A rant about bioethics

Anyone who ever read my last blog (at http://blogs.warwick.ac.uk/markchilds/) will know that I sometimes go a bit off-topic in order to let off a little steam about something. And once off-topic I run the risk of running into territory I know little about. But I read this … http://www.christian.org.uk/news/bioethics-expert-warns-against-gm-babies-plan/ and the full report here http://www.christian.org.uk/wp-content/downloads/3-parents.pdf written by someone who is apparently an expert and it wound me up so much because it’s such a bad (or good) example of what happens when you let your need to come up with a particular position influence your opinion on something, I thought I’d comment.

The discussion is about mitochondrial transplantation in order to address mitochondrial diseases. They’re rare but pretty devastating. It involves taking out the mitochondria from an ovum and replacing it with donor mitochondria. The report does a good job of describing the procedure. Here’s the thing though, although mitochondria are passed from mother to child, they contribute nothing to the physical traits of the individual. That’s the DNA bit. The report seems to blur over this. Anyway, addressing the points one by one.

Biomedical risks: Yes it sounds like there are some, but the point about any procedure is that it contains them, and the researchers take those into account. Making this a particular case simply because it’s about genetics seems disingenuous.

Similarity to cloning: It’s similar inasmuch as you’re messing with ova, but it’s not replacing anything to do with the chromosomes … there could be some ethical problems with creating a human clone, but that’s something to be considered when that’s suggested, not at this point.

Similarity with the ‘male egg’ proposal. This just seems like an excuse to appeal to the homophobes in the audience. It’s not really similar at all.

Moral status of the embryo. Like any procedure to do with embryology, this produces spare embryos. This isn’t exceptional, so isn’t grounds for any additional concerns. Plus embryos aren’t actually defined as alive legally. Get over it.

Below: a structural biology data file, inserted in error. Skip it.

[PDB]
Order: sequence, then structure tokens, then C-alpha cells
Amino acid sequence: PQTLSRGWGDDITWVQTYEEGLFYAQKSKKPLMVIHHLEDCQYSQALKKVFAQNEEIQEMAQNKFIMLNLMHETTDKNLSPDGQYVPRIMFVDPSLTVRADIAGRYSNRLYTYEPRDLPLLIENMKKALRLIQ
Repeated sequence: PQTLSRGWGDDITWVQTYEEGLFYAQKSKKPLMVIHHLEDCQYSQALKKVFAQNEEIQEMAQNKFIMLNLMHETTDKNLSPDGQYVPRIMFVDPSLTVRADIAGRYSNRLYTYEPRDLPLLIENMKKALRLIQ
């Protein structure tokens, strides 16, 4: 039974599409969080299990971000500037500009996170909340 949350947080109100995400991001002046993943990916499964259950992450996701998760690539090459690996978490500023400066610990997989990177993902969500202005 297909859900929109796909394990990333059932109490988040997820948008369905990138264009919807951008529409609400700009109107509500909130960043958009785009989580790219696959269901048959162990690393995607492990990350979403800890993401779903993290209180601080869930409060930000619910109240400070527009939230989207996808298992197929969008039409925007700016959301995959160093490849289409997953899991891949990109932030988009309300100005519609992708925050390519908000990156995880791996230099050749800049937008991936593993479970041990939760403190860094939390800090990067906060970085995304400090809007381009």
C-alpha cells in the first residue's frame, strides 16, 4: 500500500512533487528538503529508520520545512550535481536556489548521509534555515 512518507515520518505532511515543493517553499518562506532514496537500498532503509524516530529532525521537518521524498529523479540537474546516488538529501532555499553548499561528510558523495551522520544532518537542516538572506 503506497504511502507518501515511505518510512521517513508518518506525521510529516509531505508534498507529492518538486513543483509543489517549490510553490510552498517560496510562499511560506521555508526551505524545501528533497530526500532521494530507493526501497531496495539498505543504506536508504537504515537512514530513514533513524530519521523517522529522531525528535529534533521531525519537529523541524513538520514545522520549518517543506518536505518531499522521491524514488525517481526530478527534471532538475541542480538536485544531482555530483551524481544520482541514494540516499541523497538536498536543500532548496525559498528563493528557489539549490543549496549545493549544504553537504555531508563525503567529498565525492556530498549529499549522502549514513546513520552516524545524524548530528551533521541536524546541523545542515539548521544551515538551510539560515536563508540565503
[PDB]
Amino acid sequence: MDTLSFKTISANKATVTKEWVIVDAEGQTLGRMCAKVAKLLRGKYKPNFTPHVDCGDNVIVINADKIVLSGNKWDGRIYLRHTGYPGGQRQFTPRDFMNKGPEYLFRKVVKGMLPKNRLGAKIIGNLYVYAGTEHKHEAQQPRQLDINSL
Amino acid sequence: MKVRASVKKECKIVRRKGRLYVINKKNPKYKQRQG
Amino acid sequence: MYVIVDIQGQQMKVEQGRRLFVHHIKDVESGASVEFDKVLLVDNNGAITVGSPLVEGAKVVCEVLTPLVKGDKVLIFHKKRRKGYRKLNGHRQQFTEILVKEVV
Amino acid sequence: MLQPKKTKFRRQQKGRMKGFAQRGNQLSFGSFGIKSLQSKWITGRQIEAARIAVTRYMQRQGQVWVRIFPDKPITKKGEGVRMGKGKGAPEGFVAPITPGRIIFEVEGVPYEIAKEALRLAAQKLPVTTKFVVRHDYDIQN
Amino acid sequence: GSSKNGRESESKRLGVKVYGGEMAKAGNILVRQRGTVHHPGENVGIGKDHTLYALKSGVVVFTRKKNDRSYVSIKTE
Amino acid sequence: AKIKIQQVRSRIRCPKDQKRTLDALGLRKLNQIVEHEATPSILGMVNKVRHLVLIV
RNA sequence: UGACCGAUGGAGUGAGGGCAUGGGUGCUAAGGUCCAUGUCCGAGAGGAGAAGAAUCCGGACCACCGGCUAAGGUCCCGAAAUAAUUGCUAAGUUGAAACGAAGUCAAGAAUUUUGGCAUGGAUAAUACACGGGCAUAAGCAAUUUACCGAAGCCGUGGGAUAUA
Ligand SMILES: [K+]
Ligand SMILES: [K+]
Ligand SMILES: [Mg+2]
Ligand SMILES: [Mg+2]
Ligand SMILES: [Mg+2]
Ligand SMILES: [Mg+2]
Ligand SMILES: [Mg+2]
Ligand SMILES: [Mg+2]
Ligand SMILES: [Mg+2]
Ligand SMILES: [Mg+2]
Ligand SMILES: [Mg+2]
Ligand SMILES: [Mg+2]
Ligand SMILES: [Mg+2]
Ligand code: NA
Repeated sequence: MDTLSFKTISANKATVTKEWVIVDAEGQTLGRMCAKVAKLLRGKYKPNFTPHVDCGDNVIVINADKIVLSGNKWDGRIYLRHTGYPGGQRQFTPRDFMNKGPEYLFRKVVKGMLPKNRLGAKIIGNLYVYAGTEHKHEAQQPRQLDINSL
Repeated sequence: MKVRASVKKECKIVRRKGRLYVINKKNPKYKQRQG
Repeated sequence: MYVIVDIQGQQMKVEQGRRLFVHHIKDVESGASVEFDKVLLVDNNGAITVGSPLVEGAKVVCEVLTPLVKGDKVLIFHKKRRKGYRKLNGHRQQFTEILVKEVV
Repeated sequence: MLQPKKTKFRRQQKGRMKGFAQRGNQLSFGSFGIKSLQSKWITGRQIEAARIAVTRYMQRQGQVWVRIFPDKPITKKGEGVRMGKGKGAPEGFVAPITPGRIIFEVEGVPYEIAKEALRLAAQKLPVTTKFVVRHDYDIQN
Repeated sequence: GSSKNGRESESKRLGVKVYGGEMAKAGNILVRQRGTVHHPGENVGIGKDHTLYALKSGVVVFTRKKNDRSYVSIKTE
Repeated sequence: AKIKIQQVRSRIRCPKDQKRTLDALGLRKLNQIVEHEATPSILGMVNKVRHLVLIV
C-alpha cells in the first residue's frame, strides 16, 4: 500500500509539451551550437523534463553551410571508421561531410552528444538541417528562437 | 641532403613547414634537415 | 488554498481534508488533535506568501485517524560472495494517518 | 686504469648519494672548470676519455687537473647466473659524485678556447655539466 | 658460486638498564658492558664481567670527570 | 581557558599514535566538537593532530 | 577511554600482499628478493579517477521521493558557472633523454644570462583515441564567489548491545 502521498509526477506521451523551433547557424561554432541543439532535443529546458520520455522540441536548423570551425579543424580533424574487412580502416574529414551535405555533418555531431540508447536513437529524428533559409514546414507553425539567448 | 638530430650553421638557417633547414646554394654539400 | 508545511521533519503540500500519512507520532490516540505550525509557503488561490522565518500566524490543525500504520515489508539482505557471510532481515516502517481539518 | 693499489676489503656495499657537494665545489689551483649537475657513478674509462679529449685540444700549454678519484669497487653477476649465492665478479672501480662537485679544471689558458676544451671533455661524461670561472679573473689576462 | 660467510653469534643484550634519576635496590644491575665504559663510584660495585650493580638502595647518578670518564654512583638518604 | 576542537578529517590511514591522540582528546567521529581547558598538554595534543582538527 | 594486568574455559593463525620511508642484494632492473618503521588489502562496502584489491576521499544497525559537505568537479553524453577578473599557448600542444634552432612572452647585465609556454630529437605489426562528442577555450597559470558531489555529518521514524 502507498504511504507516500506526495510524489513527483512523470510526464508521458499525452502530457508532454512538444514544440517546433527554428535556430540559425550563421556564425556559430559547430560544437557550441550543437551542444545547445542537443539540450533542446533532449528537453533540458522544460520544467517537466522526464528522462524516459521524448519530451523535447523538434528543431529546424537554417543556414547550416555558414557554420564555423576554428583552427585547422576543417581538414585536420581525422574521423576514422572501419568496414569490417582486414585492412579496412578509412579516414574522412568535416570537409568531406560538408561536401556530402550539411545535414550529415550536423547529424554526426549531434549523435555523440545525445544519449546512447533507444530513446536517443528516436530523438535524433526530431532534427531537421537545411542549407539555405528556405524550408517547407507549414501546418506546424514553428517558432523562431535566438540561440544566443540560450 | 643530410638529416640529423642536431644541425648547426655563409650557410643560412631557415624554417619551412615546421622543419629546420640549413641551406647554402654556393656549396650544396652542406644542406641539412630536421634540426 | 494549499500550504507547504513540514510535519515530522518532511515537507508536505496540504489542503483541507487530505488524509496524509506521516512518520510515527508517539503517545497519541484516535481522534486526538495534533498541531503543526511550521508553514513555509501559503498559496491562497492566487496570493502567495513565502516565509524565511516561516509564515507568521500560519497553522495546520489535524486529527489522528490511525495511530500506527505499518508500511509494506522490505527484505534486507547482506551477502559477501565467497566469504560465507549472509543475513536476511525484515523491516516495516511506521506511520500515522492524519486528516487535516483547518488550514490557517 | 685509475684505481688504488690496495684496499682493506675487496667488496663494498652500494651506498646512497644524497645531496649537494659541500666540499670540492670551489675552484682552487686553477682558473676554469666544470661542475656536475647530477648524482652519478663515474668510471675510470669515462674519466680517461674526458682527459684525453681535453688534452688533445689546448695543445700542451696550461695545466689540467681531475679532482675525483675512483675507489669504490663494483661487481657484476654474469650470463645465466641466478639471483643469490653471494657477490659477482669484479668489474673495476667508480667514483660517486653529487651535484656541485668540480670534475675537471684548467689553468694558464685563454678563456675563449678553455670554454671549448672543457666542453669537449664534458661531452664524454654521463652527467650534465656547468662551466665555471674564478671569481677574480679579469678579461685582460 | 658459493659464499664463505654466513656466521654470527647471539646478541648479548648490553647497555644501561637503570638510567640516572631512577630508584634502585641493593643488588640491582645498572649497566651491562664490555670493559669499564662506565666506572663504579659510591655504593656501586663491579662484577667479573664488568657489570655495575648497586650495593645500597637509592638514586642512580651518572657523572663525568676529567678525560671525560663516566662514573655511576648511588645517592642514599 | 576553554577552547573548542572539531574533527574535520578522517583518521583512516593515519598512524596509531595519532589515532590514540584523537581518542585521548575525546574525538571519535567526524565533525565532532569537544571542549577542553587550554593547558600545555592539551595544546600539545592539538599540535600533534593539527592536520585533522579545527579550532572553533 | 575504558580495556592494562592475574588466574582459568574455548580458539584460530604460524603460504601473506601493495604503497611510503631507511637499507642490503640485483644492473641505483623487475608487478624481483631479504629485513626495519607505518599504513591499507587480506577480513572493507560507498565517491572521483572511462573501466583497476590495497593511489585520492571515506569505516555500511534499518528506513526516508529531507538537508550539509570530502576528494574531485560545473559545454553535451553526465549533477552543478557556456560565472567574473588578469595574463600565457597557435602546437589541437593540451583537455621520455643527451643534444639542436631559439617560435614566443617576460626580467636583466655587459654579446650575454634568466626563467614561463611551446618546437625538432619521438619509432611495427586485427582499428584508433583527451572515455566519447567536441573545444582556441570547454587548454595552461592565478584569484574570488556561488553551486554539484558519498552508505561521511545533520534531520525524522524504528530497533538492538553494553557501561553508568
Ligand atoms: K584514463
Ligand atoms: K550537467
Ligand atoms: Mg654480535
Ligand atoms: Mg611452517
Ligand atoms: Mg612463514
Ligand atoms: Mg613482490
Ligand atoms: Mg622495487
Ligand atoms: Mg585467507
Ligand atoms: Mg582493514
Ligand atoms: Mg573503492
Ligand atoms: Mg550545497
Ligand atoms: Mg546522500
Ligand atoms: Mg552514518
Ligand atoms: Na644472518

Modifying the genetic inheritance: Again the sleight of hand with the genetic inheritance of the offspring. Mitochondrial DNA don’t influence appearance, behaviour, whatever, they process energy and growth in cells. That’s it. Sure they’re passed on, but it’s not like you’ll inherit any of the traits of the donor. Oh wait .. .that’s the next argument.

It’s eugenics: OK eugenics does have a bad name, it’s associated with nazis breeding supermen, and ethnic “cleansing” but this is about removing some really delibilitating diseases and isn’t about creating new communities of ubermensch. Again, this is an appeal to some pretty nasty reactionism.

Kinship issues: This is where the report goes from some dodgy appeals to knee-jerk reactionism to some seriously unhealthy worldviews explicitly stated: “a genuine risk exists that future children may be deeply confused and distressed in their understanding of who their parents really are. This may haveserious repercussions on the manner in which they define their identity and self-understanding.” Identity is my field. Identity is a complex and individually negotiated idea that each person works with and comes to terms with in their own way. The idea that someone may feel the person who donated their mitochondria is in any way a parent is remote, but then, people feel connections with the families of organ donors so it’s possible. But so what? Kinship varies, I know people with three parents, four, none. Adopted, fostered. Who have wards and just very close ties. I don’t want to get into knocking religion here (because it’s important to a lot of people who are important to me) but this is often where ethics advisers from a religious viewpoint get it wrong. Humanity, society, people are far more varied than they want to admit. We’re far more able to adjust to diversity than they want to accept, and they try to impose their own limited viewpoint on what is good and bad for people on the rest of us. I don’t mean religious people in general, I mean the ones who take it on themselves to advise the rest of us. It’s petty and small-minded.

I also should point out my own political ethical standpoint here (of course) and why maybe this is relevant to a blog called The Body Electric, but as I’ve said before, I’m a transhumanist. I see something like altering people or society and mixing things up and my first thought isn’t “ugh how scary, let’s stop it”,  it’s “wild, bring it on, let’s see what happens”. Luckily, I think my side is winning.

Finally we get to the part where I felt compelled to write this post: Sperm and eggs represent the whole person. The quote “When parents procreate in a normal way they also give of themselves in love wholly and unconditionally in the sense that it is not only a portion of the person that takes part in the procreation. It is the whole person that takes part, with his or her whole body and soul.” This is quasi-mystical bullshit. We are talking about addressing real people with real problems and this kind of comment is precisely why, if you’re making decisions about actual real things, you need to leave your fairy stories at the door. It would be very worrying if this report and particularly this final statement had any influence on the decisions being made, and it illustrates why something like The Christian Institute is the least competent organisation at addressing moral issues. In short people like Dr Calum MacKellar need to grow the hell up before opening their mouths in public.